Type 1 diabetes (T1D) is an autoimmune disease associated with T-cell mediated destruction of insulin- producing ?-cells. Prediabetic individuals typically lose tolerance first to insulin followed by other islet auto- antigens. This repeated, sequential loss of tolerance suggests that local antigenic responses may be skewed in T1D in ways that contribute to the loss of tolerance. We recently identified characteristic changes in the pancreatic lymph nodes (PLN) of individuals with T1D. Specifically, hyaluronan (HA), an extracellular matrix polymer, is abundant within the inter-follicular regions of PLN ? the tissue sites where T-cell responses to self-antigens are primed ? of cadaveric donors with T1D. Intrigued by these exciting results, we investigated the possibility that HA may play a role in loss of immune tolerance by potentiating the immune synapse between dendritic cells (DC) and T-cells. We find that activated, mature DC generate a ?coat? of HA in association with hyaluronan synthase 3 (HAS3) that modulates antigen presentation, enhancing T-cell activation and proliferation in response to otherwise weak antigenic signals. Conversely, treatments that clear HA or disrupt its binding to CD44 (hyaluronidase, CD44 blocking antibodies, or 4-methylumbelliferone (4-MU), an HA synthesis inhibitor), reduce the efficiency of antigen presentation and promote peripheral FoxP3+ regulatory T-cells (Treg) induction. These data suggest a model whereby interactions between HA surrounding the DC and CD44 on T-cells stabilize the immune synapse. This stabilization, in turn, increases the effective affinity of TCR-MHC interactions, increasing positive selection of otherwise low affinity, autoreactive T-cells. This hypothesis, if true, represents a novel mechanism of co-stimulation of T-cells that contributes to the loss of immune tolerance in T1D. It may be possible to target HA therapeutically to promote tolerance. We recently reported that treatment with oral 4-MU prevented T1D and promoted Foxp3+ Treg expansion in multiple mouse models of T1D. These results are particularly exciting because 4-MU is already an approved drug, currently used for a different indication in children and adults. It may be possible to repurpose 4-MU to prevent T1D in at-risk subjects. However, it is essential that we first establish how HA promotes autoimmunity. We hypothesize that pericellular HA surrounding DC contributes to priming of autoreactive T-cells in T1D. To test this hypothesis, in Aim 1, we will determine how pericellular HA on DC impacts immune synapse formation with T-cells.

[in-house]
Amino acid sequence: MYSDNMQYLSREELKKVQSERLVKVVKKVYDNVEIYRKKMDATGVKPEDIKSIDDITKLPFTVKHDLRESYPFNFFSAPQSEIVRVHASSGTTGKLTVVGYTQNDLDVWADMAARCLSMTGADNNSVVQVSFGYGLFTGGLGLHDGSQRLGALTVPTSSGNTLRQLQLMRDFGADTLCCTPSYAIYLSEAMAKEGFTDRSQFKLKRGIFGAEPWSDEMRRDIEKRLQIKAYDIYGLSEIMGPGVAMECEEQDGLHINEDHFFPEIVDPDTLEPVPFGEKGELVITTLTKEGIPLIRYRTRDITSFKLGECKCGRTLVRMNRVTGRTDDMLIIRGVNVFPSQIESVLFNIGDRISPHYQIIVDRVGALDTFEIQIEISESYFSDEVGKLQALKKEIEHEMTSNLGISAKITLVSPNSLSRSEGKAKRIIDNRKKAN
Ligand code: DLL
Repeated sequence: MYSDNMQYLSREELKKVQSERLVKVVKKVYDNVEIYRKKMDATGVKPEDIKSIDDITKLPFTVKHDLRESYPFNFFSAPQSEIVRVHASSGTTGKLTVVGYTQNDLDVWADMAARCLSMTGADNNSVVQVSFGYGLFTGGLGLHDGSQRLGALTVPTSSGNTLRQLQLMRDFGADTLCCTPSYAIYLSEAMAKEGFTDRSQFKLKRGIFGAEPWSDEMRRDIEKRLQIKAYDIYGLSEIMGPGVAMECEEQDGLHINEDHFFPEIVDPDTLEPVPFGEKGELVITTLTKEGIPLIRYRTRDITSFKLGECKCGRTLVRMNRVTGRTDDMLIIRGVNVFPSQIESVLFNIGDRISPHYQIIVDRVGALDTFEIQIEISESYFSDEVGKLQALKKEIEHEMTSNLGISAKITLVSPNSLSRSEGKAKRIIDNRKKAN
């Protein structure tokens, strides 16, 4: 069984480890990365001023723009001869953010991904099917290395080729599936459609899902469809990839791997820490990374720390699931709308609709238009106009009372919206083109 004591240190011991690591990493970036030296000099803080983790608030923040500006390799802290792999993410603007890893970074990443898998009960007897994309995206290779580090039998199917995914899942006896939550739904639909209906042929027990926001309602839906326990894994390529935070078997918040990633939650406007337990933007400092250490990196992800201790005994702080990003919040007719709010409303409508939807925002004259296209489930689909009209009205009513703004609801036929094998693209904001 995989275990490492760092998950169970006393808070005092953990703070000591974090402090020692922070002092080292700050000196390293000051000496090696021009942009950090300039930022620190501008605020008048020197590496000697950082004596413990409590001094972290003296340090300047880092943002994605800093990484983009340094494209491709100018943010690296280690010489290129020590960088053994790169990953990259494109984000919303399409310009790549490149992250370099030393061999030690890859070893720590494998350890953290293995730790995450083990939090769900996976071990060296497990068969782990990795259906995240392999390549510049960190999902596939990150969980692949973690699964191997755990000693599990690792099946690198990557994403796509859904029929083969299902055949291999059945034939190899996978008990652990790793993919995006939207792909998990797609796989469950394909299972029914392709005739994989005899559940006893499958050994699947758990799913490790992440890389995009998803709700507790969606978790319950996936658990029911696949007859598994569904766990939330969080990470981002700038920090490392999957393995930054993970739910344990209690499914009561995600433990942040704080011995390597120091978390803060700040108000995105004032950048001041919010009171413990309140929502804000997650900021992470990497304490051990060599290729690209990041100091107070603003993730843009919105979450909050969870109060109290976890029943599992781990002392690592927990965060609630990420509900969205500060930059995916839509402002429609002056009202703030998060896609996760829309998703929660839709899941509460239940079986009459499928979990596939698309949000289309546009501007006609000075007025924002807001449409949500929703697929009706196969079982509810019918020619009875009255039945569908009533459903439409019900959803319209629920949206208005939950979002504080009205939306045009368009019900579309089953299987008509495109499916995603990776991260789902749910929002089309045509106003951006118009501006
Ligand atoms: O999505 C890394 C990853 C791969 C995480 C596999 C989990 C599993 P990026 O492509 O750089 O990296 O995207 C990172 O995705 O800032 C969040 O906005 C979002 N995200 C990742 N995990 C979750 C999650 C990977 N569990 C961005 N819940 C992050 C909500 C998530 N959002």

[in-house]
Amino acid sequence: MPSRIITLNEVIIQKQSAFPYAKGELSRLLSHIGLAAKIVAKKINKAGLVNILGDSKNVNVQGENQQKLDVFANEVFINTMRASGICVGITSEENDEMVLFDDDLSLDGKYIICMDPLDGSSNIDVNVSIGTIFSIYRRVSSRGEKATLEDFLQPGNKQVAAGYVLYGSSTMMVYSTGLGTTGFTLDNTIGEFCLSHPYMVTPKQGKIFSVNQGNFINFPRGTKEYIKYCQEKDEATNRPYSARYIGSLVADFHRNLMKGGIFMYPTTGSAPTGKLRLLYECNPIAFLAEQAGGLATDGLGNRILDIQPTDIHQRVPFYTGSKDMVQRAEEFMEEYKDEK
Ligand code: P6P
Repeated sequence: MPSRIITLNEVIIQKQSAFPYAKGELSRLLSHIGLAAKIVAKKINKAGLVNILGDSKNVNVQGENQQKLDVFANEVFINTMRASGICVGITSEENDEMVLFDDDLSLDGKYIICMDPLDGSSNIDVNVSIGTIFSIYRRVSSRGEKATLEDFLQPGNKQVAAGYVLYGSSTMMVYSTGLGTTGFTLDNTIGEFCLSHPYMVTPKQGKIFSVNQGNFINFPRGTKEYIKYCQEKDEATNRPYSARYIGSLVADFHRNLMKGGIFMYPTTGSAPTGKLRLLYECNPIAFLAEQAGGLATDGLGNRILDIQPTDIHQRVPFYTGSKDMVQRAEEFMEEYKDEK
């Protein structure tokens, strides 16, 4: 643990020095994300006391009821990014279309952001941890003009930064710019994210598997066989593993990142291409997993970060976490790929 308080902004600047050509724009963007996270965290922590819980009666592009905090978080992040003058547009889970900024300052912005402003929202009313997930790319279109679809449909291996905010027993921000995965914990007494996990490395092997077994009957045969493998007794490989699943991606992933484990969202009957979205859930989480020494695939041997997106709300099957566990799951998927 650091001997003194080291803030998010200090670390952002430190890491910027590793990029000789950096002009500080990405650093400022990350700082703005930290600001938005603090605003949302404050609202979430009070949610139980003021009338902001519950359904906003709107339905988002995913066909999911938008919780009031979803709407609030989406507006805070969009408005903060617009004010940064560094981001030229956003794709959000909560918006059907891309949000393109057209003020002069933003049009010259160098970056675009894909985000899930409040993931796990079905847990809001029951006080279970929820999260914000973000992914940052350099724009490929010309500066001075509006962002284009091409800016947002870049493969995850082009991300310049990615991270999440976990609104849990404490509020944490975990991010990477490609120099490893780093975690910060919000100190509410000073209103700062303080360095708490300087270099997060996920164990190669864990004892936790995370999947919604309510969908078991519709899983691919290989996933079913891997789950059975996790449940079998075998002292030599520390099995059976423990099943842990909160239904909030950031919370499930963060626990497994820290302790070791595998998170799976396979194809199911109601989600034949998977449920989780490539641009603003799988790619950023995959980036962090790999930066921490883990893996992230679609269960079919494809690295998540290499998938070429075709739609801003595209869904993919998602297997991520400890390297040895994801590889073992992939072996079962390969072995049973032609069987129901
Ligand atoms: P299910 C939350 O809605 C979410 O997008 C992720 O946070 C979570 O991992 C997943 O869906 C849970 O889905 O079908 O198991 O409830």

In Aim 2, we will elucidate how pericellular HA on DC contributes to the loss of tolerance in autoimmune diabetes. Finally, in Aim 3, we will determine whether the appearance of HA within PLN coincides with the loss of tolerance in human prediabetes and the role of DC pericellular HA in mediating T-cell responses. Together, these studies will yield novel insights into the fundamental mechanisms underlying antigen presentation and the development of autoimmunity as well as a potentially transformative therapy for T1D.
Type 1 diabetes (T1D) results when the body's own immune system destroys insulin-producing ?-cells. We have identified hallmark changes in the lymph nodes of people with T1D that we believe may contribute to this loss of immune tolerance to ?-cell self-antigens. Here, we propose to investigate how the tissue microenvi- ronment within lymph nodes contributes to antigen presentation and to the loss of immune tolerance in T1D.
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